Budget 2016: George Osborne gives himself a legacy in case of political death

The surprise sugar levy showed the Chancellor does not want to be remembered for political calculation alone. 

NS

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George Osborne delivered his eighth Budget in the full knowledge that it could be his last. Should the UK vote for EU withdrawal in 99 days’ time, he, along with David Cameron, will be forced to leave frontline politics. 

Osborne’s Budget was in no small part designed to forestall this fate. He avoided the unpopular tax rises that are the hallmark of Chancellors at this stage of the parliament. He warned of a further £3.5bn of spending cuts but made no mention of where they would fall. And rather than playing nice with the Brexiters, as some suggested, he launched a full-frontal attack.

The OBR’s forecasts for reduced but sustained economic growth were conditional on the UK remaining in the EU, he warned. While noting that the independent body refrains from “political debate”, he did his best to drag it in, citing its warning that a Leave vote could “usher in an extended period of uncertainty” and “result in great volatility in financial and other asset markets”. Tory MPs bridled at the Chancellor’s deployment of the institution he founded. “I believe we should not put at risk all the hard work that the British people have done to make our country strong again,” he continued, binding the fortunes of the fastest growing major economy to a Remain vote. 

Osborne’s defining pledge of a budget surplus endured but at the cost of a fiscal path that immediately looks unachievable. The UK will supposedly move from a deficit of £21.4bn in 2018-19 to a surplus of £10.4bn in 2019/20. As in the past, Osborne will surely climb off this rollercoaster in future statements - if he gets the chance. Elsewhere, he again demonstrated a pragmatism at odds with his iron rhetoric. His promise to reduce the national debt as a share of GDP will not be kept. The previously breached welfare cap means Osborne has now broken two of the three fiscal rules he announced less than a year ago. He could yet make it a hat-trick if worsening economic conditions or a full-blown recession eliminate his projected surplus.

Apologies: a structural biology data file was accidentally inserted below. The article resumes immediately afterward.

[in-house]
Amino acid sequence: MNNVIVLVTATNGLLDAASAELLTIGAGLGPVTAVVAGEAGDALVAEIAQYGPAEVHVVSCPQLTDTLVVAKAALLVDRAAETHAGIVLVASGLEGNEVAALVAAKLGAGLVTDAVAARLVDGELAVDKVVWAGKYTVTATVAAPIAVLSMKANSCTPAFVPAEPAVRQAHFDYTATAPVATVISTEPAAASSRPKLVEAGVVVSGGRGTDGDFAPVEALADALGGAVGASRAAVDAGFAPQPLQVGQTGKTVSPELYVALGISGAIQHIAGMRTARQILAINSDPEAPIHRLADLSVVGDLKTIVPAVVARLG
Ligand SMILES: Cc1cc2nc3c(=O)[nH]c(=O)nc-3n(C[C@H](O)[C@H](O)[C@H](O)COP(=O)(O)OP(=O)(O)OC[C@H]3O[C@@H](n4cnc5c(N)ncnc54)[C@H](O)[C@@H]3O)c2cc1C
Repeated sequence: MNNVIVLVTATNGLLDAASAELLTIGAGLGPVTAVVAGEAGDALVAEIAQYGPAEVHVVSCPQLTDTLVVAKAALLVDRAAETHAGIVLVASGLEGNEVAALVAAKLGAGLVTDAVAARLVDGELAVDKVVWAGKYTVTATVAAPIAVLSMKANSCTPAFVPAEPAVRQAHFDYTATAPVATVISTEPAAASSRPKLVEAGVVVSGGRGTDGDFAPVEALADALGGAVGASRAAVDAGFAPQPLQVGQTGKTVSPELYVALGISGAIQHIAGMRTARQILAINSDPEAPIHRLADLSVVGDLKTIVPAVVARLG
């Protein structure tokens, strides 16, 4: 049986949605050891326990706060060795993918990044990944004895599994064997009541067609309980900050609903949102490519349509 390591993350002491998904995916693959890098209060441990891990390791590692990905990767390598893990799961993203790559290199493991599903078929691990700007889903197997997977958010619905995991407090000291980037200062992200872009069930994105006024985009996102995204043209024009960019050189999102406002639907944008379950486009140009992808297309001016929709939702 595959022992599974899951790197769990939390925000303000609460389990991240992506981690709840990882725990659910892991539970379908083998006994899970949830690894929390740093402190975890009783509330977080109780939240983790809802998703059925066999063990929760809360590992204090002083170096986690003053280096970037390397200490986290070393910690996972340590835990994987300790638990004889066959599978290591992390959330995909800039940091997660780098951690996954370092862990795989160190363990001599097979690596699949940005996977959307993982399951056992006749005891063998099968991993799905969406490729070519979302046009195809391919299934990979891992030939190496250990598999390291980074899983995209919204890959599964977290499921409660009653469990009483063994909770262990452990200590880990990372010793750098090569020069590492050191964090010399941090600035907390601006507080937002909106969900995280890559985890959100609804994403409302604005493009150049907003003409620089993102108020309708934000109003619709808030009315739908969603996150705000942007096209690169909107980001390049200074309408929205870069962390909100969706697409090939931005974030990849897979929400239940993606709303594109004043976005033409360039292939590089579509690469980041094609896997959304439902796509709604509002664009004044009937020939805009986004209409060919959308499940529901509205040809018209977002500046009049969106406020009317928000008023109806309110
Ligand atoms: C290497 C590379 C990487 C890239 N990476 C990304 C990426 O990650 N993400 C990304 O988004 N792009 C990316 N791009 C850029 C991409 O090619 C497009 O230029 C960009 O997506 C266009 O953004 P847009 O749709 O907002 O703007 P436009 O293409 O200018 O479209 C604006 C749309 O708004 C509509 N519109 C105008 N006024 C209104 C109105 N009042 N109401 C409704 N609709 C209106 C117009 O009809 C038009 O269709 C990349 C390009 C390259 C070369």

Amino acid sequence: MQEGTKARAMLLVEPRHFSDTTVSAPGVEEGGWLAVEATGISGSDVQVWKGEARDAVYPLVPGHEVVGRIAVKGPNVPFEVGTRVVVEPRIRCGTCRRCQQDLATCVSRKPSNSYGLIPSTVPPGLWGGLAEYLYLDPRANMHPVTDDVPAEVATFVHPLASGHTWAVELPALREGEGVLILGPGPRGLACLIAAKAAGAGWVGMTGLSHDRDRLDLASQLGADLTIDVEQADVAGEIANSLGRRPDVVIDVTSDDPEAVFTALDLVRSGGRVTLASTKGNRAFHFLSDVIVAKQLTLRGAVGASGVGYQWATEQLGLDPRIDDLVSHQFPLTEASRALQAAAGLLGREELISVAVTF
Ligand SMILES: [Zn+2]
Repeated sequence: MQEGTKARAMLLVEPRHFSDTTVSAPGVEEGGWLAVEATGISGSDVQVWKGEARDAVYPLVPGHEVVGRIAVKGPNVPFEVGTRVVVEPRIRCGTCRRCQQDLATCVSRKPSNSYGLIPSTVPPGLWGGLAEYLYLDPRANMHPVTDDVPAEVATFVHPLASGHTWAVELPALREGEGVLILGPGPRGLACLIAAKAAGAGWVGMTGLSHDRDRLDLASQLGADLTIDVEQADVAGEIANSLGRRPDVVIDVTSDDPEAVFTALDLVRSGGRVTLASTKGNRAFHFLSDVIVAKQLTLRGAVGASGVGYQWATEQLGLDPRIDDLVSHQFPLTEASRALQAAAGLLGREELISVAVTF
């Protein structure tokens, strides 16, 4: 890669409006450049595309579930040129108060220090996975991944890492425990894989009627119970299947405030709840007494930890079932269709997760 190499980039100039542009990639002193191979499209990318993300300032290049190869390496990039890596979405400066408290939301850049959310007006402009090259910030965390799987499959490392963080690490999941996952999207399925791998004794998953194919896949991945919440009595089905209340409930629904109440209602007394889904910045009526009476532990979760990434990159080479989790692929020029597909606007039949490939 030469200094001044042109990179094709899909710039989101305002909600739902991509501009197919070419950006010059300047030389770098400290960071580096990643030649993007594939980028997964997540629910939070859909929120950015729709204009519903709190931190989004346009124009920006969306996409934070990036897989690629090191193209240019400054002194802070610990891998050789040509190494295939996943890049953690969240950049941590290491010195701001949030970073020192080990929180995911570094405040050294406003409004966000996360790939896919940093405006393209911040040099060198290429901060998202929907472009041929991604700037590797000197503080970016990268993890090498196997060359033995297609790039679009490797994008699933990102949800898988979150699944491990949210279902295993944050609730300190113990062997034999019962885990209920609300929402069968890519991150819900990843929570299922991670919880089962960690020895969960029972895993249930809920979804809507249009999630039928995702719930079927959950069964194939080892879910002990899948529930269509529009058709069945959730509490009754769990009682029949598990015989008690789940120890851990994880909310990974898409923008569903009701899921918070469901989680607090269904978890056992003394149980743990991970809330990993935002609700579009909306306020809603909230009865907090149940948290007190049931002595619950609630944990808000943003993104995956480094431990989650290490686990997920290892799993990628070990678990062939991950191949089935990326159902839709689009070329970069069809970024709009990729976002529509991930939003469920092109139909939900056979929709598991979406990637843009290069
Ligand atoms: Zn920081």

All the advance briefing suggested that this would be a “safe” Budget. And in many respects it was. But Osborne ensured attention-diverting headlines by unexpectedly announcing a sugar levy on soft drinks producers. In a smart act of hypothecation, he added that the anticipated £520m revenue would be used to double the level of primary school sport funding. To a momentarily silent Commons, an emotive Osborne declared: “I am not prepared to look back at my time here in this Parliament, doing this job and say to my children’s generation: ‘I’m sorry. We knew there was a problem with sugary drinks. We knew it caused disease. But we ducked the difficult decisions and we did nothing.”

Osborne did not want his potential valediction to be remembered for nothing more than political calculation. With the first-ever sugar levy (one that, after the National Living Wage and the Apprenticeship Levy, continues his partial conversion to interventionism), he was straining for a legacy. He also accelerated and entrenched his defining tax reforms: corporation tax will fall to just 17 per cent in 2020 (22 per cent below the headline US rate), fuel duty will remain frozen despite the collapse in oil prices (which, as Osborne rightly noted, would have imperilled an independent Scotland) and the personal tax allowance will rise to £11,500 from 2017.

With an eye to Tory backbenchers, whose support he needs as a leadership hopeful, he also raised the 40p tax threshold by £2,000 to £45,000 from 2017-18 - the largest real-terms increase since the rate was introduced by Nigel Lawson in 1989 (the former Chancellor was watching from the gallery). Though the move will be written up as a cut for “middle-earners”, only the top 7 per cent will benefit.

But while again rewarding the affluent, Osborne wanted this Budget to be remembered as one for the “next generation”, their life chances improved by a sugar tax, extra sports funding and lifetime ISAs. The question that loomed, as the Chancellor repeated his slogan, was whether he will soon be forced to make way for their political equivalent.

George Eaton is deputy editor of the New Statesman.